___ Compliments, Concerns, Complaints: School bus service survey cards (Compliments/Concerns) at every school and can be sent home on the buses. How to use the informal process (Compliments/Concerns), separated from how to use the formal process (Complaints).
___Formal consequences/suspensions. Avoid so-called levels of discipline or at least limit the illusion of any perceived advantage that can percolate from varying perspectives concerning so-called levels of misbehavior. Focus on consequences, as related to what sort of ‘controlled’ bus environment the well behaved children want, and also what well behaved parents would expect while their child is riding the school bus and when waiting/boarding and departing at the bus stop -- cater to these.
Base the disciplinary actions on maintaining a safe, calm bus environment, not some attempt to 'fix' children or adults. Something as simple as gum or food may be a so-called minor offense, depending on the food involved. Refusing to follow the bus driver’s directions (nothing in the mouth) would be considered a major violation.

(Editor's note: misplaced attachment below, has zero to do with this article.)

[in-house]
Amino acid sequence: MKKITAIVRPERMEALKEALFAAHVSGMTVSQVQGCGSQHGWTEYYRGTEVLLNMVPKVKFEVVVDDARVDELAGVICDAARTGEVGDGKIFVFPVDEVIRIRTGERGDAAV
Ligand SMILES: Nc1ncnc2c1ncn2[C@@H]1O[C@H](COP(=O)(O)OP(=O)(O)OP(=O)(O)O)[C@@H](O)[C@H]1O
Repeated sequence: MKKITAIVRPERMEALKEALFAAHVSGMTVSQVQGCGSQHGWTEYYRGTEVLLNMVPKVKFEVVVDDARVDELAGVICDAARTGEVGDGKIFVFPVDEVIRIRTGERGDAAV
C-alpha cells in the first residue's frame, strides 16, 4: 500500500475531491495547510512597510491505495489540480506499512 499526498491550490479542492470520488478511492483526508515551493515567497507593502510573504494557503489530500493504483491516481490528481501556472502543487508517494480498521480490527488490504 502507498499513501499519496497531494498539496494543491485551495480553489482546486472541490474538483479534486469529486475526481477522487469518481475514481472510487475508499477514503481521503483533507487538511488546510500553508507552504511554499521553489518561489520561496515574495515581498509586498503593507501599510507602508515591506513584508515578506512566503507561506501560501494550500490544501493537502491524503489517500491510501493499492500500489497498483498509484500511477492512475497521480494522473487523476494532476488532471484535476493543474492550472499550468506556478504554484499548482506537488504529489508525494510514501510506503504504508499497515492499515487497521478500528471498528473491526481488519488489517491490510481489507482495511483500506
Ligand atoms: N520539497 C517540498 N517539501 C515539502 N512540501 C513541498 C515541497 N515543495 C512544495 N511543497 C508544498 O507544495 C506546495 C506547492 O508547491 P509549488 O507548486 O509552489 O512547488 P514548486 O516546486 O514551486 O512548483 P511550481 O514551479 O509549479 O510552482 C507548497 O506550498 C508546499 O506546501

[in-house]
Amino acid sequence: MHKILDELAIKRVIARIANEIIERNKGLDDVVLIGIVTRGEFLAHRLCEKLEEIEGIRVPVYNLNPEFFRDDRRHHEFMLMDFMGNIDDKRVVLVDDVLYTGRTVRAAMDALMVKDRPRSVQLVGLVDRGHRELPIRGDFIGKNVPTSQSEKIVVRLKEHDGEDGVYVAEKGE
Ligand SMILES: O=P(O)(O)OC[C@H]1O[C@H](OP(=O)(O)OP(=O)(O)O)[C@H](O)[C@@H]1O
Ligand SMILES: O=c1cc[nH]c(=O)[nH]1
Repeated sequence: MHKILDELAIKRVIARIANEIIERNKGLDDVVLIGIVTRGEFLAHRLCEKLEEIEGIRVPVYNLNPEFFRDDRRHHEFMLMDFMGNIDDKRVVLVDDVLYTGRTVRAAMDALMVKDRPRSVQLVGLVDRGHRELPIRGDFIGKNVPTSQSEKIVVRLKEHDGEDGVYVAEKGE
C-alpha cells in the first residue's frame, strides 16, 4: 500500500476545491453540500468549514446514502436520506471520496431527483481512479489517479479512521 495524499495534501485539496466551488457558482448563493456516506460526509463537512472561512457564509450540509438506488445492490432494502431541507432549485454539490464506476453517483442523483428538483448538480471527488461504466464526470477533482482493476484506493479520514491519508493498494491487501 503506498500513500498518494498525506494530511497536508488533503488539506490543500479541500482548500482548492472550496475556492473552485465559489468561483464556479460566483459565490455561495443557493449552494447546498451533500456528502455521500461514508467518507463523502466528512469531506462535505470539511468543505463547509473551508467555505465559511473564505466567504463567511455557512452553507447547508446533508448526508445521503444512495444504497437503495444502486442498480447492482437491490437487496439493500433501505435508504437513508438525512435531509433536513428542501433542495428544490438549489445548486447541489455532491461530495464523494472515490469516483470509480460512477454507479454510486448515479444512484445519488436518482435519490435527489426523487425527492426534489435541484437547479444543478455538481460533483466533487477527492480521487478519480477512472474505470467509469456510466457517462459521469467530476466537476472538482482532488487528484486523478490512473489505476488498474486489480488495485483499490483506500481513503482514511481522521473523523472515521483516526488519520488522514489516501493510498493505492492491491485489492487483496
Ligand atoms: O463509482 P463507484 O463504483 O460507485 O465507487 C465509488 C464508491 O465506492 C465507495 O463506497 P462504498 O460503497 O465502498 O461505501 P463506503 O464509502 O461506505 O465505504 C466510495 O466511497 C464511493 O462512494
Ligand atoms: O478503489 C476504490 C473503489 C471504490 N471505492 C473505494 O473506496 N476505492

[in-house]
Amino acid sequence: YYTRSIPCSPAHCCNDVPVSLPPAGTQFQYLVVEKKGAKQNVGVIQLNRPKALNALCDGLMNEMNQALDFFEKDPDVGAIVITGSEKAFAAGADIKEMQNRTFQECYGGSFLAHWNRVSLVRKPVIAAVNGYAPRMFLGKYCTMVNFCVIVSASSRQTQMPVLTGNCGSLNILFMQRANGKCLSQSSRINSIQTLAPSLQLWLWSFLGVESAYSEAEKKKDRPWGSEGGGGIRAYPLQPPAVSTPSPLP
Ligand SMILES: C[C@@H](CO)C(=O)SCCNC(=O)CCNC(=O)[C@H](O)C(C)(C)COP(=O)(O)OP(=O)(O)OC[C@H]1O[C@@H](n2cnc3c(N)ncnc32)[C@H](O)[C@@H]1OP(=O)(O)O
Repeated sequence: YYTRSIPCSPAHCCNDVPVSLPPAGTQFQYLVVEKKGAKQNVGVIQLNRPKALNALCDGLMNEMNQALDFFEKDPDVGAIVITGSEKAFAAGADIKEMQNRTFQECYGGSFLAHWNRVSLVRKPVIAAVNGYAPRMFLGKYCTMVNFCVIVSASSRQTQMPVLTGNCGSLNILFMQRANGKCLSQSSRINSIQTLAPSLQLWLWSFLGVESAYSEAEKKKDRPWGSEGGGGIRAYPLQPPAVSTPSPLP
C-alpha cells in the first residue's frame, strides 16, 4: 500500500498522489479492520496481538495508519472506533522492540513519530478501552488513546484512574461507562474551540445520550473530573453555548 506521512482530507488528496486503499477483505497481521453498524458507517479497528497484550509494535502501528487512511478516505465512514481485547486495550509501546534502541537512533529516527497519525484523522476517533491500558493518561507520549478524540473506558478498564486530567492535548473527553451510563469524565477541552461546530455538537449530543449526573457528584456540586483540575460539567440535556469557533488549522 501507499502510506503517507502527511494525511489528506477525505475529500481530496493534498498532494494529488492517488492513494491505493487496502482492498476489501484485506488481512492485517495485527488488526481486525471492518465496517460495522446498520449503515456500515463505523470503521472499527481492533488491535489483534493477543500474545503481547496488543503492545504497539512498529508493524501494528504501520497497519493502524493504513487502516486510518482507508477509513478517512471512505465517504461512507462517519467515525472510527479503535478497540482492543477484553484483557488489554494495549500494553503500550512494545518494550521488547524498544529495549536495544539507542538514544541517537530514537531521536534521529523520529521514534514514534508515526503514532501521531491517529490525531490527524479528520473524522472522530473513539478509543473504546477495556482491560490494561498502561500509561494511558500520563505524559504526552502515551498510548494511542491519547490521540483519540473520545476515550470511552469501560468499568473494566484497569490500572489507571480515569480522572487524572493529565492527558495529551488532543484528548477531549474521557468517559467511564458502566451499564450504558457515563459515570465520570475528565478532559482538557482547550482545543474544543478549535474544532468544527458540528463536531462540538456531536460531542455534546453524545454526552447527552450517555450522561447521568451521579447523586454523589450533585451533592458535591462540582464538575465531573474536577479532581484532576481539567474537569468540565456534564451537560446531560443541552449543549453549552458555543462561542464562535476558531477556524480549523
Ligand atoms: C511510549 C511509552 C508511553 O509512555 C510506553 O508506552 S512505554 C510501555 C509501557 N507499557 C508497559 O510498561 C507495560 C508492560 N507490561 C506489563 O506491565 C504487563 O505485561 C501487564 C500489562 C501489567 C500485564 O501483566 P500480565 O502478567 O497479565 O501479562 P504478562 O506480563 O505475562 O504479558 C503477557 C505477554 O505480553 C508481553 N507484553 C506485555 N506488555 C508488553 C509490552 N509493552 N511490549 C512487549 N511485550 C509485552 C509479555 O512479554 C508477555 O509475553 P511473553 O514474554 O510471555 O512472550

The severity of the infraction can often determine the level of ‘action taken’ by the bus driver and school. Refusing to follow the bus driver's directions, disrespect toward fellow students, the bus driver or passersby are considered serious infractions on the school buses (Detention is a badge of honor for the most defiant.)
‘Appropriate level’? What does that mean? How much time is spent arguing over what’s appropriate?